Tuesday, March 21, 2023

The Life of Crime by Martin Edwards book review

The Life of Crime by Martin Edwards book review

Don’t be fooled by Martin Edwards’s “The Life of Crime: Detecting the History of Mysteries and Their Creators.”It looks daunting with 55 chapters and detailed endnotes in small font. There is also a 40-page index listing the books. The overall weight of the book reminds me of a college dictionary. As any lover of crime fiction knows, appearances can be deceiving. Start reading this history of the detective story — from Poe to P.D. James — and you’ll soon find it hard to follow my heartfelt advice: Slow down and space out the book’s 724 pages so that you can enjoy it for more than a few days.

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Of course, I’m assuming your willpower is greater than mine. I stayed up late three nights a row, eager for Edwards’ thoughts on some of my favorite authors. As the president of Britain’s almost legendary Detection Club, archivist of the Crime Writers’ Association, consultant for the British Library’s Crime Classics, and author of the award-winning “The Golden Age of Murder,”Edwards, among many other books is the leading English advocate of mystery in all its forms. He is also a generous critic. He acknowledges how much he has learned and even shared with a few reviewers (including myself).

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Still, like Wordsworth who rejected Milton’s example but could never wholly break away from his presence in his work, Edwards writes under the shadow of one outstanding predecessor, Julian Symons, whose pronouncements he quotes regularly, if only to disagree with them. Symons’s “Bloody Murder” — retitled “Mortal Consequences” in the United States — has for half a century been, for all its flaws, the standard history of the detective story. Symons admitted the genius of Agatha Christie, John Dickson Carr, but he didn’t hide his dislike for mysteries that were essentially puzzles or games with the reader. Rather than cozy entertainments with tricky plots, what he preferred and promoted were crime novels — such as those by Ruth Rendell and Patricia Highsmith — that revolved around psychologically complex characters.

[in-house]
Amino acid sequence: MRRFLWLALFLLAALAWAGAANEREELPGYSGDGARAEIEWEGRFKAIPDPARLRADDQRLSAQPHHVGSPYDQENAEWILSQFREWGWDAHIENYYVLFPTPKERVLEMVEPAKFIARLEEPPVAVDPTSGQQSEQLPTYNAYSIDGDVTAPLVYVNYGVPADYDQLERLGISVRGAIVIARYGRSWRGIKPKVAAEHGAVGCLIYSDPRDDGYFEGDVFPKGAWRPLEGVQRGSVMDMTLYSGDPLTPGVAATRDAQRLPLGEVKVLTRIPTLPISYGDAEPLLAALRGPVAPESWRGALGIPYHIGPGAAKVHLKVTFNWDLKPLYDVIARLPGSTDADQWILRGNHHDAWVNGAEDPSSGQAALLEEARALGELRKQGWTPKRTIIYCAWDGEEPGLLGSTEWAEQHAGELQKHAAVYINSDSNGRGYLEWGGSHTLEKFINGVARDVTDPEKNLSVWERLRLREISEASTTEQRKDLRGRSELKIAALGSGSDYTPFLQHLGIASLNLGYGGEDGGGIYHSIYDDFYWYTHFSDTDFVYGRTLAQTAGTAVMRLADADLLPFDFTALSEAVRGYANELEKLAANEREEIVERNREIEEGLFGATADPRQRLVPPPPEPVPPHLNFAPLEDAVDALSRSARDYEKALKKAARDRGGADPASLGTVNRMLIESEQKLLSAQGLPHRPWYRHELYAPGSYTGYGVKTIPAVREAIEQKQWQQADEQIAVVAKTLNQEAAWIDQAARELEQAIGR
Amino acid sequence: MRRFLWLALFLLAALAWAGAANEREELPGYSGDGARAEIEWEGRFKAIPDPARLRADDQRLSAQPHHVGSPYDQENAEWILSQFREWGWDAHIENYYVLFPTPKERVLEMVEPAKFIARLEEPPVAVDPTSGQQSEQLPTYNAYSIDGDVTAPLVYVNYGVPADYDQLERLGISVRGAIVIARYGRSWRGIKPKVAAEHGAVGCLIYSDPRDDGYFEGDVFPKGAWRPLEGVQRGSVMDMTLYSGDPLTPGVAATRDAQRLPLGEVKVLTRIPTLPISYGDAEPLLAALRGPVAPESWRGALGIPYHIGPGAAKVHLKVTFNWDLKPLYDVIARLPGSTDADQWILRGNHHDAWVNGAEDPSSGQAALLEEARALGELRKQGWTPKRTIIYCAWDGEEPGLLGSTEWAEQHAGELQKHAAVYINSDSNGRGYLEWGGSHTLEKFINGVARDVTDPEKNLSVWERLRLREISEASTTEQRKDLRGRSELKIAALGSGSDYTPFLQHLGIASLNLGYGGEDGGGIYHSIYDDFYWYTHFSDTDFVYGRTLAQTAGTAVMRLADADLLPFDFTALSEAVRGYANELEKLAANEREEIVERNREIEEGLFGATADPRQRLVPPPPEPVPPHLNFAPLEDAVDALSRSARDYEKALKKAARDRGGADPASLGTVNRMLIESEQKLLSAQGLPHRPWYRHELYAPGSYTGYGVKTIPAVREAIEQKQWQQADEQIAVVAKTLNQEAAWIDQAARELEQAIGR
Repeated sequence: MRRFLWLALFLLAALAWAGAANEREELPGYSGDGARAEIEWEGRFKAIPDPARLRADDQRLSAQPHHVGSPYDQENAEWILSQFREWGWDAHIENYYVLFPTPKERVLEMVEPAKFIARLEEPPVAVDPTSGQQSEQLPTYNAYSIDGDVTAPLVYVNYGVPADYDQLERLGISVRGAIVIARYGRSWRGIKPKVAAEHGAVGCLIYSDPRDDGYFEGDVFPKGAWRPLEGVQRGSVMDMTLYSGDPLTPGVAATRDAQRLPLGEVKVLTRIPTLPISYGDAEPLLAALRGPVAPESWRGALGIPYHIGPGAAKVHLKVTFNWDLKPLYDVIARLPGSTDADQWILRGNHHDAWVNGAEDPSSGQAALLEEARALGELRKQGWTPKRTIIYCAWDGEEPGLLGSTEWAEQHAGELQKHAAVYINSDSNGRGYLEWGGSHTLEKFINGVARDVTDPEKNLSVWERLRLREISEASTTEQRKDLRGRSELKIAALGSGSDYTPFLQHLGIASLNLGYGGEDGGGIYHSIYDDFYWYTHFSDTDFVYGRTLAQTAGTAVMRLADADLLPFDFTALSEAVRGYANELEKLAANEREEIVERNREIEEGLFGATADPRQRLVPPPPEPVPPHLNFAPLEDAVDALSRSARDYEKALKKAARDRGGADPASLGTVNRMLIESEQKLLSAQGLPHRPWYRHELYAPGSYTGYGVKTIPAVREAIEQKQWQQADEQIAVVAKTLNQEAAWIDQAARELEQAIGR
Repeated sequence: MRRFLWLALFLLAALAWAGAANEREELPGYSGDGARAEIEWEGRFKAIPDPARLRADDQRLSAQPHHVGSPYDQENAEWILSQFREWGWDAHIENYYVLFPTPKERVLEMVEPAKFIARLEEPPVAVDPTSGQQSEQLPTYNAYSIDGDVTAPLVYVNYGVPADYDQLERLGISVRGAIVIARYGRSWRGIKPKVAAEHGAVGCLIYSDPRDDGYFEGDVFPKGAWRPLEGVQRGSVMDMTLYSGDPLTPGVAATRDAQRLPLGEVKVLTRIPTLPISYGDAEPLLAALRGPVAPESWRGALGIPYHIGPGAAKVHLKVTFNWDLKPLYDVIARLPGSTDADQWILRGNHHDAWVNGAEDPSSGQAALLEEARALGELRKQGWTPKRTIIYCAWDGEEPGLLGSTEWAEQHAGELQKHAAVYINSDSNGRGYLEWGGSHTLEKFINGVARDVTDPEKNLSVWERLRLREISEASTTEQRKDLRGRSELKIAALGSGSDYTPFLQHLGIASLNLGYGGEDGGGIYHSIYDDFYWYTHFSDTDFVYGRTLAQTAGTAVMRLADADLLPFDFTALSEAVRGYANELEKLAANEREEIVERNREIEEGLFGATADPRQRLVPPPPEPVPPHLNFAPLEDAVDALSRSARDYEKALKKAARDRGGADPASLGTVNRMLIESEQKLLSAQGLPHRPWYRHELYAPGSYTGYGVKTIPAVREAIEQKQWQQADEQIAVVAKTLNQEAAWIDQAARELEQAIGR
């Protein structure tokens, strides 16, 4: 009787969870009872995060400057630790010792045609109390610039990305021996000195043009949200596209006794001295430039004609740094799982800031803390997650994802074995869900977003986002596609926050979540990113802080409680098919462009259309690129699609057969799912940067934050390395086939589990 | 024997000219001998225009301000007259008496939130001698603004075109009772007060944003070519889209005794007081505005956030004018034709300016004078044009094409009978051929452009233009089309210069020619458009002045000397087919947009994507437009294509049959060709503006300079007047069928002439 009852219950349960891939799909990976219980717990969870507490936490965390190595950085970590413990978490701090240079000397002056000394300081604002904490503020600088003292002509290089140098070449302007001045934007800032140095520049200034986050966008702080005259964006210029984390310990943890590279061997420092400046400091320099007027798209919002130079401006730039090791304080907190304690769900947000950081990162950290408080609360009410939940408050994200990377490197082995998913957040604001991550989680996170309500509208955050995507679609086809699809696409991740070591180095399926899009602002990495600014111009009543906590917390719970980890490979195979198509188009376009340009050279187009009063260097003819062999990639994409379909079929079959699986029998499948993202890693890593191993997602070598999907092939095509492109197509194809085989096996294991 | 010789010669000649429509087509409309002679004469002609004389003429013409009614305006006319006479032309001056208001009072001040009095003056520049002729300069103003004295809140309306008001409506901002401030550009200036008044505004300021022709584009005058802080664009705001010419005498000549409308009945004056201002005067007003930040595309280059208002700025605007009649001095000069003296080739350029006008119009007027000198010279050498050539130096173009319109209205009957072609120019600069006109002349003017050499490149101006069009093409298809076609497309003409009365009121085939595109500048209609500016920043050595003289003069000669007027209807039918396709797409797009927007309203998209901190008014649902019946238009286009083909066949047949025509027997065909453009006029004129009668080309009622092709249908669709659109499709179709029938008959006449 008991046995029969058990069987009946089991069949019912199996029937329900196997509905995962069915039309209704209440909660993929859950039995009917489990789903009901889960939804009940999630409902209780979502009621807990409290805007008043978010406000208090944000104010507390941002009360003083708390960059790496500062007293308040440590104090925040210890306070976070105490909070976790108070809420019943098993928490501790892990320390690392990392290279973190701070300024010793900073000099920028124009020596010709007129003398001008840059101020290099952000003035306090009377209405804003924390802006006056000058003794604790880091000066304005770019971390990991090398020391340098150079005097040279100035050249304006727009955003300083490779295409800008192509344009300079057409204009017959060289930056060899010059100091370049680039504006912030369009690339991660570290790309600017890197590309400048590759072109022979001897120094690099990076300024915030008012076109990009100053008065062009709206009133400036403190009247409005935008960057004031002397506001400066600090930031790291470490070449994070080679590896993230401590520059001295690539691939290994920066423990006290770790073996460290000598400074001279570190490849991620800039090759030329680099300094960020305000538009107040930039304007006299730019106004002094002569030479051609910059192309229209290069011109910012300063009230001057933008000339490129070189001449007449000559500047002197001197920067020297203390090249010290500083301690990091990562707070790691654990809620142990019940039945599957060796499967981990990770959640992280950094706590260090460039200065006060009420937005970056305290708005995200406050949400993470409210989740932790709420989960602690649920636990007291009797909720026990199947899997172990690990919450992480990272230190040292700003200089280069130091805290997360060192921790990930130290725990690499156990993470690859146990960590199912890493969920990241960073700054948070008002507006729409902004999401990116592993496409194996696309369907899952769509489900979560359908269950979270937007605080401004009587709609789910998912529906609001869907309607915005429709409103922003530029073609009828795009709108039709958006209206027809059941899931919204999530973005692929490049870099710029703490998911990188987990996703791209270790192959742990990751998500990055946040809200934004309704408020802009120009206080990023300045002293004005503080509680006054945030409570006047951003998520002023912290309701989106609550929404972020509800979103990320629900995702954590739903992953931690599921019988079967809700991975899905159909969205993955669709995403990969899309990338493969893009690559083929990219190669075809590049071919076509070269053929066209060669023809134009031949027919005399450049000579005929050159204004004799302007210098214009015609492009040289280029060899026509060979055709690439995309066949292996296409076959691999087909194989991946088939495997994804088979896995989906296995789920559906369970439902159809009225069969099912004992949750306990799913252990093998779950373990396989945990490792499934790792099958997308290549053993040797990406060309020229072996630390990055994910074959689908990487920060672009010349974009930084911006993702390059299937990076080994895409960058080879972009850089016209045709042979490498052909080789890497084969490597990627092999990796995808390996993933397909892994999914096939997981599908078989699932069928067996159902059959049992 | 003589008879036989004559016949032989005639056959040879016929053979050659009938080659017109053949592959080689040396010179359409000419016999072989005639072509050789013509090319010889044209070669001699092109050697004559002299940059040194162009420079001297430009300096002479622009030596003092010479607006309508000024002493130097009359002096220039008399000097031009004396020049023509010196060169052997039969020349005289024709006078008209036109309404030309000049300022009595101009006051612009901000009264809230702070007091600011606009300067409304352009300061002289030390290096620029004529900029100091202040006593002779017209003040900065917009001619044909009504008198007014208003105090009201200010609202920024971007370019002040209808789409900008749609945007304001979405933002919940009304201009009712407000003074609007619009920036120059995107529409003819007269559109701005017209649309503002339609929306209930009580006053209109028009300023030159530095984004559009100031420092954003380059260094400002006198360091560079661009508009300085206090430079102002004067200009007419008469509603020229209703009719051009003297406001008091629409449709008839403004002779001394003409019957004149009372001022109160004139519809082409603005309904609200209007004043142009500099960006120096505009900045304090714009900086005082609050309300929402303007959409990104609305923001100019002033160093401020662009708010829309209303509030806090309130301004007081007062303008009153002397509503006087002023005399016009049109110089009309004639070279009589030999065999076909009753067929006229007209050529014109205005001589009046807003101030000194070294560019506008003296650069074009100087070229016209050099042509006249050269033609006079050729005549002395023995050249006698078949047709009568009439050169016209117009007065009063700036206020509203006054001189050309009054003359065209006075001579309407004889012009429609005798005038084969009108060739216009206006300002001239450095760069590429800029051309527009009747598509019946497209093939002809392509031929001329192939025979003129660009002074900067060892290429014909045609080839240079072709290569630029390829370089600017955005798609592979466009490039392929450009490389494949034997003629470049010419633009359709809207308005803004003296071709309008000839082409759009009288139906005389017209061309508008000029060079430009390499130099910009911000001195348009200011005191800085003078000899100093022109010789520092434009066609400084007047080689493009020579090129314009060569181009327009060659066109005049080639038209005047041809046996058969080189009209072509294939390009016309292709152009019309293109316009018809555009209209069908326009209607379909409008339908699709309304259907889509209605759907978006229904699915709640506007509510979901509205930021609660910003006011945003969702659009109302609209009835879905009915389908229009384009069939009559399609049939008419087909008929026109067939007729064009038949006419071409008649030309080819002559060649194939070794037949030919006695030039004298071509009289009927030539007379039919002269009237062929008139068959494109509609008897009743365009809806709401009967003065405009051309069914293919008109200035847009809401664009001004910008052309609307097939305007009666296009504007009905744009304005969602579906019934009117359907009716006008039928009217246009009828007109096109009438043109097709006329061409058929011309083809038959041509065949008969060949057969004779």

Edwards provides a more balanced and long-lasting history of the genre than Symons. But Edwards comes at a cost. He sometimes sounds too neutral and mild by emphasizing the virtues and merits of all writing. Admittedly, one can slowly gauge his personal taste — he deeply admires Francis Iles and the neglected Henry Wade — but in general Edwards avoids committing himself to particular authors. His book is a literary history, not a guide to the 100 mysteries you should read before you die — which, by the way, probably won’t be in a locked room, or on a mean street, or at an isolated country estate with greedy heirs in attendance, all of whom have airtight alibis.

Edwards loves Samuel Johnson, as his subtitle suggests. “the biographical part”Literature. Nearly all of his chapters begin with a dramatic, even shocking account of a transformative event in a crime writer’s life. Thus we learn about the murder in Anne Perry’s past; the growing hatred between Fred Dannay and his cousin Manfred Lee, the two halves of Ellery Queen; the Grand National race in which Dick Francis’s horse inexplicably collapsed near the finish line; the firing squad execution of Erskine Childers, author of the groundbreaking spy novel, “The Riddle of the Sands”; and the tragic accident caused in part by the mentally disturbed daughter of Ross Macdonald & Margaret Millar.

What percentage of the top 100 crime novels in the early 20th-century have you read?